Andrew Sinclair: “He was trying to do something about the financial crisis in the police service wasn’t he?”
Jessica Asato: “Of course there are a number of things that Mr Bett did obviously do and he increased tax to ensure that we didn’t need to make as many front line cuts but frankly that is not going to stop what the government is doing, cutting front line police and I think what would be much better is to return to assist him where there is local accountability but that we don’t have to spend all this money on a silly election that nobody wants. We must return to front line good community policing and actually we don’t need an elected PCC to do that. The police do it very well on their own”.
Andrew Sinclair: “But wasn’t that what Mr Bett was trying to do, to try to make sure that we had more front line community policing?”
Jessica Asato: “I think as I said before that actually Mr Bett had tried to ensure that front line cuts weren’t as big as they might otherwise have been but the fact is that you can’t turn back the tide when the government is telling you you have to cut a million pounds off your budget , you are going to have to find those savings elsewhere and once you have done all the backroom office staff then it only comes to the front line when you are going to find that saving so I think in the end getting rid of an elected position that nobody wanted and ensuring that that money in the end is going to the front line is where we should be putting it”.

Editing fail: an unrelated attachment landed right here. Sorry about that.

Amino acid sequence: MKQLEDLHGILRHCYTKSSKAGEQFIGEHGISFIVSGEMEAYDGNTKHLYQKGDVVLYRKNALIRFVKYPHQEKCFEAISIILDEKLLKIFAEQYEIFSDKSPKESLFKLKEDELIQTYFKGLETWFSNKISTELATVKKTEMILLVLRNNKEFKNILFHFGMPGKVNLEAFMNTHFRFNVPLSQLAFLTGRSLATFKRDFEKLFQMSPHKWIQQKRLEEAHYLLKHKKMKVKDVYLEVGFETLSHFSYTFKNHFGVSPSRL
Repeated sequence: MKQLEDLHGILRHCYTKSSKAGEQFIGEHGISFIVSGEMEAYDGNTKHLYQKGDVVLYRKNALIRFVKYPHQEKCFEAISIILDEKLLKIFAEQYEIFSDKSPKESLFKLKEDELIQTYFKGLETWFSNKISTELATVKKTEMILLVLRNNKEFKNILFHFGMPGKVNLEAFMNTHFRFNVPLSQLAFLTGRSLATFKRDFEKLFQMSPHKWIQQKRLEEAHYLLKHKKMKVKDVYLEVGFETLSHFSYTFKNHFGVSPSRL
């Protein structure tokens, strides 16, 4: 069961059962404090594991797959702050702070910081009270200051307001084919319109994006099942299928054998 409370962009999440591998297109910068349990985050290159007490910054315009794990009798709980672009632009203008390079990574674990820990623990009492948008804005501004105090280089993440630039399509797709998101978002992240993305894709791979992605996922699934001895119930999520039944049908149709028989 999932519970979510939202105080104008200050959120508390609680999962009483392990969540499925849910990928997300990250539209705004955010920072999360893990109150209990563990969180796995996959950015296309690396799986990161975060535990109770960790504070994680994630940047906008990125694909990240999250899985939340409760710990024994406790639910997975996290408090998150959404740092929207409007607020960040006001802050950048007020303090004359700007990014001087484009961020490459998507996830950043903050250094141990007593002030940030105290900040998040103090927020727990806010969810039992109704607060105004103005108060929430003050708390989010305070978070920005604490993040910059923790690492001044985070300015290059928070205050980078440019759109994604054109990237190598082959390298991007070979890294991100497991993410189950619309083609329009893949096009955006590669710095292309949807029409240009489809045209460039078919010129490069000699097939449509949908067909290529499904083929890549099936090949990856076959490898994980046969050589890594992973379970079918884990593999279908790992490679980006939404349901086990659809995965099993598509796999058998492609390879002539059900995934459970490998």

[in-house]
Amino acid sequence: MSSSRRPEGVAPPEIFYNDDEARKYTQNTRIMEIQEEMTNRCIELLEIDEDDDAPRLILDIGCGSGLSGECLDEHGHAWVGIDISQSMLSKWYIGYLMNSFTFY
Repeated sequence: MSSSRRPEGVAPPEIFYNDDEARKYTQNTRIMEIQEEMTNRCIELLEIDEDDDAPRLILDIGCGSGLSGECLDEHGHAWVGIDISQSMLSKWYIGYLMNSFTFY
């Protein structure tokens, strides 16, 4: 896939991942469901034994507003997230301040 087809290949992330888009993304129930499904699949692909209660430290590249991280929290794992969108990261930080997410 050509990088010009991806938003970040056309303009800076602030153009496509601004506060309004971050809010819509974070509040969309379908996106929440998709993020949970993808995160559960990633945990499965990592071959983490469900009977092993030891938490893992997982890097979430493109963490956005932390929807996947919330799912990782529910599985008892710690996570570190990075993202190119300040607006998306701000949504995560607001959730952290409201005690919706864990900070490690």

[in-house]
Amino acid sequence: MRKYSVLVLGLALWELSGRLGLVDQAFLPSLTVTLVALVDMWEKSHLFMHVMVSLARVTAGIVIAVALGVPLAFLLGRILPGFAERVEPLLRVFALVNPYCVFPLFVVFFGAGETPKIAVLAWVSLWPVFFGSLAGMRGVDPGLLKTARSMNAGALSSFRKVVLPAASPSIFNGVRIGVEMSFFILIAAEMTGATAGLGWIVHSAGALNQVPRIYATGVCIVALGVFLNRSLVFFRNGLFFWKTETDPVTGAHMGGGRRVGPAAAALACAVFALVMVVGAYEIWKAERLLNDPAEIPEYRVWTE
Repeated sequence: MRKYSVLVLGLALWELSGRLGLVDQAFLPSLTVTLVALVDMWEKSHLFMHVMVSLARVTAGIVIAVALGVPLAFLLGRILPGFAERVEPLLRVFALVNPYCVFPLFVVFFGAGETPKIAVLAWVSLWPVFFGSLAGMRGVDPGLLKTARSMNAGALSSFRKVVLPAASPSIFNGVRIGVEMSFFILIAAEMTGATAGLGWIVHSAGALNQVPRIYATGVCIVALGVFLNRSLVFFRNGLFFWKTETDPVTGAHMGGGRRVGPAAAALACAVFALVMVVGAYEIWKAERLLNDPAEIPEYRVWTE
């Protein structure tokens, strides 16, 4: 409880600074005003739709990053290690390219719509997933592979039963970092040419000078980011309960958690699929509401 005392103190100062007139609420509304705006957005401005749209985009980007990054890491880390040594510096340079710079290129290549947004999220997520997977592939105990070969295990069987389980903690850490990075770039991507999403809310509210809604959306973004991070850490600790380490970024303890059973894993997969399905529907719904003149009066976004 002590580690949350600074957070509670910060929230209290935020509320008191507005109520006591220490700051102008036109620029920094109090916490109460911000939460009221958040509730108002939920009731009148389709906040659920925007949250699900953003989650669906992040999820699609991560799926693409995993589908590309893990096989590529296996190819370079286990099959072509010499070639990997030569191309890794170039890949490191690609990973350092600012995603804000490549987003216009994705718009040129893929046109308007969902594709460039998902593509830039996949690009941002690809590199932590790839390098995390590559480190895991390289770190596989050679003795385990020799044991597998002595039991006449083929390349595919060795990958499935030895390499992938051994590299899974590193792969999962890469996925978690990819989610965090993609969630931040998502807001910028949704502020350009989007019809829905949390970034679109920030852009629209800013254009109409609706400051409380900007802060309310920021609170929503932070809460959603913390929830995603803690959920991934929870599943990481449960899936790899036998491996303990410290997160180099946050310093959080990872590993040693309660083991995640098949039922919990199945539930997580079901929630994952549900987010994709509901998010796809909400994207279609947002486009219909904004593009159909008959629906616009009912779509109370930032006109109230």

Jessica Asato, the Norwich North candidate for Labour, speaking at the Labour Conference in Manchester speaking to Andrew Sinclair. End of report.